Health and labour groups are calling on Prime Minister Justin Trudeau to remove Finance Minister Bill Morneau from the government's national pharmacare file over comments he made about the freshly launched effort to explore the issue.
The heads of three organizations allege Morneau presupposed the outcome of the study on national pharmacare by saying he supports an eventual strategy that would preserve existing drug-insurance systems in Canada, rather than tossing them all aside for a new national plan.
Leaders of the Canadian Labour Congress, Canadian Federation of Nurses Unions and Canadian Doctors for Medicare have written to Trudeau about Morneau's remarks the morning after he tabled a budget announcing the national pharmacare council.
"Minister Morneau's comments contradict the overwhelming evidence and threaten to undermine the work of the (advisory council) before it even begins," reads the letter.
The New Democrats also used the daily question period Thursday to assail Morneau, who defended himself by saying he would rely on the findings of the council.
"We know that the goal, making sure that every Canadian has access to pharmaceuticals, is critically important," Morneau said.
"We know that listening to experts is important and that's exactly what we intend to do as we hear back from the advisory committee on how we can move forward."
The letter's authors also seized on a remark made by Morneau at Wednesday's breakfast event about his past ties to his family-built firm Morneau Shepell, which he noted is the largest benefits consultancy provider in Canada.
"With these deep ties to the private firm Morneau Shepell, we are concerned that the finance minister may not be approaching the issue of fundamental change in national drug insurance policies with an exclusive focus on evidence in the public interest," said the letter, which urged Morneau to "recuse himself ... given his perceived conflict of interest."
Last fall, Morneau faced months of intense criticism over his ties to Morneau Shepell.
At first, opposition rivals attacked him for failing to put his substantial holdings in the company — a pension-management firm he built with his father — into a blind trust after he was named to cabinet.
He later faced conflict-of-interest allegations over a pension reform bill that he spearheaded despite his links to the firm — allegations that eventually prompted Conservative Leader Andrew Scheer to call for his resignation. The issue remains under formal review by the federal ethics commissioner.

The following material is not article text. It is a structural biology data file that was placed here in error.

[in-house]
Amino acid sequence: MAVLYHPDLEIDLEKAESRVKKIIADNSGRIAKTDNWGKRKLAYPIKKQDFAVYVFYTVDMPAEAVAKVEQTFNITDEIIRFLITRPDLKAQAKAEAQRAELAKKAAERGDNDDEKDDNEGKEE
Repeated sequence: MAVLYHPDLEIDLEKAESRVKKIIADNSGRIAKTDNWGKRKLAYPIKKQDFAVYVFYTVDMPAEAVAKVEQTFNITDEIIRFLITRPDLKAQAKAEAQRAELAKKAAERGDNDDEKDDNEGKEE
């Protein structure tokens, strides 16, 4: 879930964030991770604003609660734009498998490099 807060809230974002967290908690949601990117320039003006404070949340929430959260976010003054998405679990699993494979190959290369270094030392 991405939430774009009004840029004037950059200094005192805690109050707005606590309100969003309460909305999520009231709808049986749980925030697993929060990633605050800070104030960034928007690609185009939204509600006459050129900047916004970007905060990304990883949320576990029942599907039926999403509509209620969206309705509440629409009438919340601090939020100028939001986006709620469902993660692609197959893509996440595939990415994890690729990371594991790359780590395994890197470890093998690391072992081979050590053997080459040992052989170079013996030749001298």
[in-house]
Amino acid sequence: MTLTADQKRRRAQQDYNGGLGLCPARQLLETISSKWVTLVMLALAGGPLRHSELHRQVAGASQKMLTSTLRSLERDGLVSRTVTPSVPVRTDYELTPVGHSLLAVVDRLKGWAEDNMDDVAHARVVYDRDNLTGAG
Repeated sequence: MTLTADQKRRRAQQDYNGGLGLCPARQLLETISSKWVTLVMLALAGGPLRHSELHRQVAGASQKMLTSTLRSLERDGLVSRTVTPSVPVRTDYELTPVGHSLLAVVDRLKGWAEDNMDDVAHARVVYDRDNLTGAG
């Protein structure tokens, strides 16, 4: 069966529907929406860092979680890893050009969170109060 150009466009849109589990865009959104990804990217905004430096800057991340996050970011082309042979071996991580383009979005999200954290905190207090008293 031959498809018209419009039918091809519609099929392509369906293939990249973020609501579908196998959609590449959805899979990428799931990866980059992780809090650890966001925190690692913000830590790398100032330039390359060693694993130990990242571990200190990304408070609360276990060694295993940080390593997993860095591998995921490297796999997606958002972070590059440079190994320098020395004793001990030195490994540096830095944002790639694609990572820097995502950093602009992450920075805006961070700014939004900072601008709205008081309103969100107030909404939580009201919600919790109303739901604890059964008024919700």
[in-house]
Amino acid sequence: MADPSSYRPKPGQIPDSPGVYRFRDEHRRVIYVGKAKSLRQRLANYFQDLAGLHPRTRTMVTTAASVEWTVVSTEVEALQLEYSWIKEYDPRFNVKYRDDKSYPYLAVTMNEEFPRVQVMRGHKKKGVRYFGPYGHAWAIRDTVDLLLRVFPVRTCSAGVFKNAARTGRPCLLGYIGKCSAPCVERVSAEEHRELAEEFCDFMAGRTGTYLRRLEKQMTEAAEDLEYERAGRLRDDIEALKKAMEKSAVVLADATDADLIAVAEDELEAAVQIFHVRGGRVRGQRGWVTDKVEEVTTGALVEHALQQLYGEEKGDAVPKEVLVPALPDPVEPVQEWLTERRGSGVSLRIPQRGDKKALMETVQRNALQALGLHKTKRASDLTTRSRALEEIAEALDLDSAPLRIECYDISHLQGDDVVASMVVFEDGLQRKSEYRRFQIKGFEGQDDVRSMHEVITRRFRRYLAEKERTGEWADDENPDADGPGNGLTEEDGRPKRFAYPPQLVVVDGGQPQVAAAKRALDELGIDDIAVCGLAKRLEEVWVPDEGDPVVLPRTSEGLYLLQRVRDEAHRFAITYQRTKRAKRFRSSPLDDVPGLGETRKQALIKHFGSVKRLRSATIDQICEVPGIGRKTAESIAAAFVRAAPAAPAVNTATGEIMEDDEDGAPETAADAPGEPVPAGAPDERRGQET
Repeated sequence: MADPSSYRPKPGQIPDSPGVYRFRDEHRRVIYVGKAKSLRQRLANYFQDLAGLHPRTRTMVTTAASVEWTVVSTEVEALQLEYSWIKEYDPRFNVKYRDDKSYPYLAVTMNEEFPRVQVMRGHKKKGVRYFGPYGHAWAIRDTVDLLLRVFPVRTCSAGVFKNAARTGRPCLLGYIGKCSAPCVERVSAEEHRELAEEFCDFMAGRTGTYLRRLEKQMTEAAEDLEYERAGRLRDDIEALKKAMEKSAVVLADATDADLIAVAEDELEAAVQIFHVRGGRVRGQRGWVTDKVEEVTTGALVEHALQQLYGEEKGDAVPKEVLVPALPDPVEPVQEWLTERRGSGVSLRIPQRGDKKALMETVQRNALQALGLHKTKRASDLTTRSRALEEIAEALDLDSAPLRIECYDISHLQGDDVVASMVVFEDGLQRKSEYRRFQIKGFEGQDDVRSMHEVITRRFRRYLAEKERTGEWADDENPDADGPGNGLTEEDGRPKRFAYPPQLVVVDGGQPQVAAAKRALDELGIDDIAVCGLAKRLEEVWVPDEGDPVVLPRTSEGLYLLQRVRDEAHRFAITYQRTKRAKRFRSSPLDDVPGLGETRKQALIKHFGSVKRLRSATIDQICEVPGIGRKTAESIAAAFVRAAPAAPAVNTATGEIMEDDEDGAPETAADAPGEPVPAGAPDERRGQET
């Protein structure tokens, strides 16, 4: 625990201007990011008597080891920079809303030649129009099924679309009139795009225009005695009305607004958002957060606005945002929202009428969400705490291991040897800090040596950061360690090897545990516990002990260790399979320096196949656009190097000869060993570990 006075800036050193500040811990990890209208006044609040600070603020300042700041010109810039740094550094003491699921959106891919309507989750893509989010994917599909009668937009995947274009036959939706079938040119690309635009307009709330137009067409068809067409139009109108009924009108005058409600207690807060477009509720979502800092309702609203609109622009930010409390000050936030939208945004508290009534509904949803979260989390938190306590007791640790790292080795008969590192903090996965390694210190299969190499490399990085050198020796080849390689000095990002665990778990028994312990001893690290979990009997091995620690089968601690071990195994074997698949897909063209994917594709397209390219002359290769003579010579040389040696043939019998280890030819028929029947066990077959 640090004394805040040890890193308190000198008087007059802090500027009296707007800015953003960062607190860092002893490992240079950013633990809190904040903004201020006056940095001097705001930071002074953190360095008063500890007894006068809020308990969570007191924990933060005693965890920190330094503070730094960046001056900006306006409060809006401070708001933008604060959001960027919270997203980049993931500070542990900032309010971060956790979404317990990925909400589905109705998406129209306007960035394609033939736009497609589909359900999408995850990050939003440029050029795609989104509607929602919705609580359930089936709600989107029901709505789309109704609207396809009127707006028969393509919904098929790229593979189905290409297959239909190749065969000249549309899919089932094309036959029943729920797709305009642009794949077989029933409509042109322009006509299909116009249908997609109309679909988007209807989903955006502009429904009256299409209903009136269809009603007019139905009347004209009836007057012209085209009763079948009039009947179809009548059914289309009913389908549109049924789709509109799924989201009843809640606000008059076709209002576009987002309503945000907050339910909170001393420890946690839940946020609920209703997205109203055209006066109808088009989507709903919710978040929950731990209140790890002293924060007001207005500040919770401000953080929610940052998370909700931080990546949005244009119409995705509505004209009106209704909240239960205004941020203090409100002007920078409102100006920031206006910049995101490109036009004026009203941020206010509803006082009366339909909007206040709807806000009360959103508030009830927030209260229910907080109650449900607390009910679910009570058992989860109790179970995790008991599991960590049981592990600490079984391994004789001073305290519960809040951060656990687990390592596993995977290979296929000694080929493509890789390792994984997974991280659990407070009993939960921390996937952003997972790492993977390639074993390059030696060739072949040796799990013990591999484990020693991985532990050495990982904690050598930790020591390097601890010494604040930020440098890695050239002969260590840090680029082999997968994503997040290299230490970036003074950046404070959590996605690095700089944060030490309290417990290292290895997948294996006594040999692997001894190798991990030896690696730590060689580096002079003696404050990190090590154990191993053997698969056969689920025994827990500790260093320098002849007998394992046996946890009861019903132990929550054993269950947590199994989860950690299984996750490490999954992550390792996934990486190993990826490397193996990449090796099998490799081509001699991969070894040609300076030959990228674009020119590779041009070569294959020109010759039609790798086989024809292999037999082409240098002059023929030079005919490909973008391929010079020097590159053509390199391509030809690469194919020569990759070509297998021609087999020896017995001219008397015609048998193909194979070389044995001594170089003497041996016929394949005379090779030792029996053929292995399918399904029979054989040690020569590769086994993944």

On Wednesday, Morneau said the new pharmacare advisory council would explore a strategy on how to close gaps in the current patchwork to ensure all Canadians have access to the medications they need.
"We need to consider how we can best make use of our existing system — which, after all, for most people in this room, is probably working — but recognize that there are very significant gaps that we need to deal with," Morneau told the Economic Club of Canada in Ottawa.
"We recognize that we need a strategy to deal with the fact that not everyone has access and we need to do it in a way that's responsible, that deals with the gaps, but doesn't throw out the system that we currently have."
Morneau also made a point of saying he sees a very big difference between a national pharmacare "strategy" and a "plan."
A national pharmacare plan is seen as a major undertaking with a hefty price tag. Last fall, the parliamentary budget watchdog warned it could cost $19 billion a year.
Morneau has said Ottawa wants to proceed in fiscally responsible way.
The advisory council is being led by former Ontario health minister Eric Hoskins, who resigned from his post in the Ontario legislature the day before the federal budget. Hoskins has until the spring of next year to deliver his final report, setting the stage for the Liberals to make pharmacare a centrepiece of the party's 2019 election campaign.